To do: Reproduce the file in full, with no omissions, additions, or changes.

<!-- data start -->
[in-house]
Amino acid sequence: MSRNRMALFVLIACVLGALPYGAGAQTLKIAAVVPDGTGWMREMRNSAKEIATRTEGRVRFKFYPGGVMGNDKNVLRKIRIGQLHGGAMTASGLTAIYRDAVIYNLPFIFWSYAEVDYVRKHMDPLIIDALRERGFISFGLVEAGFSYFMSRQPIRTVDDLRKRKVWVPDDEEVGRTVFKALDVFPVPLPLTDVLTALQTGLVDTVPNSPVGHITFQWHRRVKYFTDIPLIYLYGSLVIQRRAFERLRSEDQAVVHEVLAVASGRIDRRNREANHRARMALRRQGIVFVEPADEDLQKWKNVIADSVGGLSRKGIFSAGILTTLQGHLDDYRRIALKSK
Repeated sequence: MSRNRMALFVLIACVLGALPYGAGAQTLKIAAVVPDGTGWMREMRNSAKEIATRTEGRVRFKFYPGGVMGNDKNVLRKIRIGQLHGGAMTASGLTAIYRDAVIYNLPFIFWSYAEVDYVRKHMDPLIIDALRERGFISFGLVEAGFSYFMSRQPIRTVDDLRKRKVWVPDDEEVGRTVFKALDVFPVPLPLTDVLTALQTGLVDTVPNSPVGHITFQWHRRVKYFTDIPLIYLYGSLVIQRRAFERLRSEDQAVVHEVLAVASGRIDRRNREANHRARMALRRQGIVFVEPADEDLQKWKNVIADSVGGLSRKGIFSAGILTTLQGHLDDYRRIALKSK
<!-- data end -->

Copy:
[in-house]
Amino acid sequence: MSRNRMALFVLIACVLGALPYGAGAQTLKIAAVVPDGTGWMREMRNSAKEIATRTEGRVRFKFYPGGVMGNDKNVLRKIRIGQLHGGAMTASGLTAIYRDAVIYNLPFIFWSYAEVDYVRKHMDPLIIDALRERGFISFGLVEAGFSYFMSRQPIRTVDDLRKRKVWVPDDEEVGRTVFKALDVFPVPLPLTDVLTALQTGLVDTVPNSPVGHITFQWHRRVKYFTDIPLIYLYGSLVIQRRAFERLRSEDQAVVHEVLAVASGRIDRRNREANHRARMALRRQGIVFVEPADEDLQKWKNVIADSVGGLSRKGIFSAGILTTLQGHLDDYRRIALKSK
Repeated sequence: MSRNRMALFVLIACVLGALPYGAGAQTLKIAAVVPDGTGWMREMRNSAKEIATRTEGRVRFKFYPGGVMGNDKNVLRKIRIGQLHGGAMTASGLTAIYRDAVIYNLPFIFWSYAEVDYVRKHMDPLIIDALRERGFISFGLVEAGFSYFMSRQPIRTVDDLRKRKVWVPDDEEVGRTVFKALDVFPVPLPLTDVLTALQTGLVDTVPNSPVGHITFQWHRRVKYFTDIPLIYLYGSLVIQRRAFERLRSEDQAVVHEVLAVASGRIDRRNREANHRARMALRRQGIVFVEPADEDLQKWKNVIADSVGGLSRKGIFSAGILTTLQGHLDDYRRIALKSK